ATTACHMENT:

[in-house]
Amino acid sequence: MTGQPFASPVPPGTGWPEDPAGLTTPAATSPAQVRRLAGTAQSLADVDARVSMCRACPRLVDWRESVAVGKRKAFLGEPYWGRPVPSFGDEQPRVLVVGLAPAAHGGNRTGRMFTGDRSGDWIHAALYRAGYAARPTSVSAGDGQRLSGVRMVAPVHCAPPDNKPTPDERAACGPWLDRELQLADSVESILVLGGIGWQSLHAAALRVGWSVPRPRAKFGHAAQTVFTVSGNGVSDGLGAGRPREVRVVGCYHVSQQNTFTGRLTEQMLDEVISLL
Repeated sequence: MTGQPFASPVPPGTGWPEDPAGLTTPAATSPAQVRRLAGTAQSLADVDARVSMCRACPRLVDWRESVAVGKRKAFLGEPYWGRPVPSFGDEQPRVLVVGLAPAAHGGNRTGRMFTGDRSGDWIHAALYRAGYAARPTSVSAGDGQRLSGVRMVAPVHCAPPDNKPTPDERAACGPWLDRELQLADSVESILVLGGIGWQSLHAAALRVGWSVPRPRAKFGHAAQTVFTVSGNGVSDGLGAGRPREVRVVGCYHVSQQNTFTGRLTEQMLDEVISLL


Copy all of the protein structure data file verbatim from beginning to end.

[in-house]
Amino acid sequence: MTGQPFASPVPPGTGWPEDPAGLTTPAATSPAQVRRLAGTAQSLADVDARVSMCRACPRLVDWRESVAVGKRKAFLGEPYWGRPVPSFGDEQPRVLVVGLAPAAHGGNRTGRMFTGDRSGDWIHAALYRAGYAARPTSVSAGDGQRLSGVRMVAPVHCAPPDNKPTPDERAACGPWLDRELQLADSVESILVLGGIGWQSLHAAALRVGWSVPRPRAKFGHAAQTVFTVSGNGVSDGLGAGRPREVRVVGCYHVSQQNTFTGRLTEQMLDEVISLL
Repeated sequence: MTGQPFASPVPPGTGWPEDPAGLTTPAATSPAQVRRLAGTAQSLADVDARVSMCRACPRLVDWRESVAVGKRKAFLGEPYWGRPVPSFGDEQPRVLVVGLAPAAHGGNRTGRMFTGDRSGDWIHAALYRAGYAARPTSVSAGDGQRLSGVRMVAPVHCAPPDNKPTPDERAACGPWLDRELQLADSVESILVLGGIGWQSLHAAALRVGWSVPRPRAKFGHAAQTVFTVSGNGVSDGLGAGRPREVRVVGCYHVSQQNTFTGRLTEQMLDEVISLL